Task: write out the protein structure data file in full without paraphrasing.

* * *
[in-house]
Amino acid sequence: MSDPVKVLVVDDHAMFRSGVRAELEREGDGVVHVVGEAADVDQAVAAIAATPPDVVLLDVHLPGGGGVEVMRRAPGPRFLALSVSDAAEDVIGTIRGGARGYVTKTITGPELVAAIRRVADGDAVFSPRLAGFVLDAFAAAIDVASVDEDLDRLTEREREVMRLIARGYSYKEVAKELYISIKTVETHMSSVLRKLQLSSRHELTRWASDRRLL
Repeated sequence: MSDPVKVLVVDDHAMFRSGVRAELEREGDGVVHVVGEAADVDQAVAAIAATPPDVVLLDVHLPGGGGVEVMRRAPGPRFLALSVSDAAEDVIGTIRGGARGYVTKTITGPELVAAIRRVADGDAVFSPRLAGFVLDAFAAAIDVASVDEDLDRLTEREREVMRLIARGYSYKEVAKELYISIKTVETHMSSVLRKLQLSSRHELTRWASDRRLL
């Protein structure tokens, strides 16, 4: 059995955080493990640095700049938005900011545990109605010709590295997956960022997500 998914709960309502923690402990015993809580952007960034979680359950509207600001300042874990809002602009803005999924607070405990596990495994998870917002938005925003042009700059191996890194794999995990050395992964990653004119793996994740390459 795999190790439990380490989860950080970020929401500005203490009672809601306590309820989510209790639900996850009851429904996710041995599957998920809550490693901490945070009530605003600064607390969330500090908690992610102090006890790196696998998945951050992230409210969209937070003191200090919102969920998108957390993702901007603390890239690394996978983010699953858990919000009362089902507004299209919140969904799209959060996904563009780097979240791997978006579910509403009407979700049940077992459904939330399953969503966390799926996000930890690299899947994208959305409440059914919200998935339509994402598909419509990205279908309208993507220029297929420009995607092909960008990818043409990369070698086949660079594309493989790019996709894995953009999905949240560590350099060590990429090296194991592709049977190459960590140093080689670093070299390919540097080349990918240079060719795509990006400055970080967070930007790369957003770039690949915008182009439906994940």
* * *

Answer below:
[in-house]
Amino acid sequence: MSDPVKVLVVDDHAMFRSGVRAELEREGDGVVHVVGEAADVDQAVAAIAATPPDVVLLDVHLPGGGGVEVMRRAPGPRFLALSVSDAAEDVIGTIRGGARGYVTKTITGPELVAAIRRVADGDAVFSPRLAGFVLDAFAAAIDVASVDEDLDRLTEREREVMRLIARGYSYKEVAKELYISIKTVETHMSSVLRKLQLSSRHELTRWASDRRLL
Repeated sequence: MSDPVKVLVVDDHAMFRSGVRAELEREGDGVVHVVGEAADVDQAVAAIAATPPDVVLLDVHLPGGGGVEVMRRAPGPRFLALSVSDAAEDVIGTIRGGARGYVTKTITGPELVAAIRRVADGDAVFSPRLAGFVLDAFAAAIDVASVDEDLDRLTEREREVMRLIARGYSYKEVAKELYISIKTVETHMSSVLRKLQLSSRHELTRWASDRRLL
């Protein structure tokens, strides 16, 4: 059995955080493990640095700049938005900011545990109605010709590295997956960022997500 998914709960309502923690402990015993809580952007960034979680359950509207600001300042874990809002602009803005999924607070405990596990495994998870917002938005925003042009700059191996890194794999995990050395992964990653004119793996994740390459 795999190790439990380490989860950080970020929401500005203490009672809601306590309820989510209790639900996850009851429904996710041995599957998920809550490693901490945070009530605003600064607390969330500090908690992610102090006890790196696998998945951050992230409210969209937070003191200090919102969920998108957390993702901007603390890239690394996978983010699953858990919000009362089902507004299209919140969904799209959060996904563009780097979240791997978006579910509403009407979700049940077992459904939330399953969503966390799926996000930890690299899947994208959305409440059914919200998935339509994402598909419509990205279908309208993507220029297929420009995607092909960008990818043409990369070698086949660079594309493989790019996709894995953009999905949240560590350099060590990429090296194991592709049977190459960590140093080689670093070299390919540097080349990918240079060719795509990006400055970080967070930007790369957003770039690949915008182009439906994940």